Thursday, July 16, 2009

Stupid Consultant Tricks

A couple of weeks ago, I finished up the beta version of a data importer that a client (the representative of whom I'll call "Rick") had asked for. Specifically, he wanted a way to automate monthly well production and test data imports from their oilfield management software into their reserves database for Aries (the economics software we use). Rick asked "Jim" (one of the engineers I work for) if we could whip something like this up for them, and Jim asked me, because he knows I can do tricky technical/coding things.

It was a pretty fun project. They sent us sample data in Excel, and I learned enough VBA to write a nice little program in Access. Basically, you click a button to start the import, and it asks you where the Excel file is, sucks the data in, determines what data is duplicate and what data is new, asks you if you want to update existing records, then if you want to add new records, does all of those things, and outputs a form of log letting you know exactly what was done.

Unfortunately, after Rick (the client) had a chance to play with what we sent him, he sent Jim this email:
Looking back on our initial email, I thought we were looking at a loading process from our production database into the Aries database. Both are in Access so it would seem that there should be a way to link the tables with some type of load query. Your current load process is workable for other areas but it would be a huge benefit if the we could do this loading internally within Access.
Apparently what he had wanted was an import from one Access database to another, not from Excel into Access. Although this is not a gigantic change, and is in some ways easier to code, it wasn't what I thought we were doing.

And at first I felt quite annoyed with Rick. Why the hell would you send sample data in Excel if you weren't intending to import the data from Excel? I mean, I worked with what I was given. Stupid client!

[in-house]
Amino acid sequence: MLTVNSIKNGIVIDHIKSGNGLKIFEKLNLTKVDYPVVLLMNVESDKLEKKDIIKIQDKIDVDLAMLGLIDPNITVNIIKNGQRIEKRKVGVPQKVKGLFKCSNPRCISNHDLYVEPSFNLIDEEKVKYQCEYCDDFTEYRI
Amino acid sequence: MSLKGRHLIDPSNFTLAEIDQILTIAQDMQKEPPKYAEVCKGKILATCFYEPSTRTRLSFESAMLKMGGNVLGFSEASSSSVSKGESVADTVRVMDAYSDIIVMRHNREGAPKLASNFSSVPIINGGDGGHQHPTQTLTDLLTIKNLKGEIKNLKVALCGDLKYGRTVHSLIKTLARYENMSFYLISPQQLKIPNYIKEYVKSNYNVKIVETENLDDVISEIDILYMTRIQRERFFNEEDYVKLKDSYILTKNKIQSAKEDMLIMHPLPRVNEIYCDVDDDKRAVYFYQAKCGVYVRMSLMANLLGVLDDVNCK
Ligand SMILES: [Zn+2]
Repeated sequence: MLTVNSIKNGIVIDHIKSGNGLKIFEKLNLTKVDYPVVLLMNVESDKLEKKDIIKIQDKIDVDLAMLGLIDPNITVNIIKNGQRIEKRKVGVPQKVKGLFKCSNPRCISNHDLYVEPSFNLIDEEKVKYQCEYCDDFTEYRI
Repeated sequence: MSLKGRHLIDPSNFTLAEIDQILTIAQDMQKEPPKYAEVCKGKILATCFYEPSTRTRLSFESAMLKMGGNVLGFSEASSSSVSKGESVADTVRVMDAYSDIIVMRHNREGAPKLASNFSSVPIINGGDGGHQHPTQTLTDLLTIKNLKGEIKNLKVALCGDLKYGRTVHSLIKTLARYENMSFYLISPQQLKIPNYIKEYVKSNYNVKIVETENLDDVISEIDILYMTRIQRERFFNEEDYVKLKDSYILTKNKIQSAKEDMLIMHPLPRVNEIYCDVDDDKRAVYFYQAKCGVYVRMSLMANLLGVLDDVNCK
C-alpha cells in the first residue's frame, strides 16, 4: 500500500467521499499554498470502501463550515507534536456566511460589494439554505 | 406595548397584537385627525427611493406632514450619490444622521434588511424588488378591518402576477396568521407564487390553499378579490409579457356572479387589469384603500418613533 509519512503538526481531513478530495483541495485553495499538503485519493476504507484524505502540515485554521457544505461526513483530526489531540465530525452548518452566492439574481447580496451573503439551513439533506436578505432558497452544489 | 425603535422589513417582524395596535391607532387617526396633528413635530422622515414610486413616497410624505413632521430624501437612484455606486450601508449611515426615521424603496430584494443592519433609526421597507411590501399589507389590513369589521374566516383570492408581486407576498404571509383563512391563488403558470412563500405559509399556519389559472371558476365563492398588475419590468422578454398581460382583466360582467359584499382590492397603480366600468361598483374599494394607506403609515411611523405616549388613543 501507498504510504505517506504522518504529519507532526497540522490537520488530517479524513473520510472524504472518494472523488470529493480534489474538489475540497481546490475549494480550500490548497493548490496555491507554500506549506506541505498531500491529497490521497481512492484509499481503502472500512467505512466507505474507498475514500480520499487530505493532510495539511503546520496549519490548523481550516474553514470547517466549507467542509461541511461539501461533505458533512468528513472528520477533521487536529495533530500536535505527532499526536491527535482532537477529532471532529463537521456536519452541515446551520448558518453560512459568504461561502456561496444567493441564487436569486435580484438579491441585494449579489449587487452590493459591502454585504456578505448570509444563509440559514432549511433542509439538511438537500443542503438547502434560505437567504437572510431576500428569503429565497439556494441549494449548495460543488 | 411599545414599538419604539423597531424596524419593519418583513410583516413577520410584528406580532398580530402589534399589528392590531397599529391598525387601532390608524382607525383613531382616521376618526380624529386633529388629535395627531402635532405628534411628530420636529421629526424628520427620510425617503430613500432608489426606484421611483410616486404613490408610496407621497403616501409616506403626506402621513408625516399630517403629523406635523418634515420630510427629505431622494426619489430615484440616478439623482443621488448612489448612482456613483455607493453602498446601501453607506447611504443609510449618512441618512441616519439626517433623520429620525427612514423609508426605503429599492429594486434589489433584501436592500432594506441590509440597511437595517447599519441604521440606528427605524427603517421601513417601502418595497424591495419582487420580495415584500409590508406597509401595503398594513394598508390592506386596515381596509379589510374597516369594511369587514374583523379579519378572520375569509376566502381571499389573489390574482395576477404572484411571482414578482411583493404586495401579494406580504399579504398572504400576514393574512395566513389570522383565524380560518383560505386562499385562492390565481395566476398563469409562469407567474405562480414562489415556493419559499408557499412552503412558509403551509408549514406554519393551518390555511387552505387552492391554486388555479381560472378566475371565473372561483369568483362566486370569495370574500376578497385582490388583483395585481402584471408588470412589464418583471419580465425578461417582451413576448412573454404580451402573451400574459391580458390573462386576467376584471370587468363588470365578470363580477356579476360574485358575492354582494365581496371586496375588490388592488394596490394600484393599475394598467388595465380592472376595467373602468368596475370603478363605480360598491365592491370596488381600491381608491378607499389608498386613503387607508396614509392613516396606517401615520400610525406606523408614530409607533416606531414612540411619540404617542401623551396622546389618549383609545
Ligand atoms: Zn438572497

But, no. This is actually my fault. I mean, I have most of an entire degree in software engineering. I know better than to just go off half-cocked and write a bunch of code without doing even a minimal amount of requirements engineering. (It's probably not appropriate to write up an entire set of requirements for this project, but a simple email to the client clarifying his needs would have been prudent.) It is not the client's job to know how to unambiguously ask for what he wants.

Stupid consultant! ;-)


Sally said...

I will say, possibly in your defense, that it always seems trickier when there is a middleman like Jim. I've been Jim in a situation like this before (at the market research company). Not sure how much interaction you had directly with the client, but it sounds like not a lot.

The first time I (as Jim) invited the programmer on a conference call with a client to hammer out specs, the head of programming was immediately suspicious about what was going on. It took a moment for her to get a grip on the fact that I wanted the programmer there from the beginning and so he could ask questions of the client because our office didn't work that way. A lot of offices don't.

So I will add: It's Jim's fault, too! :)

Tam said...

Yeah, the fact that I am not in the habit of talking to clients (whose phone calls I am at least allowed and often encouraged to actively refuse) did not help.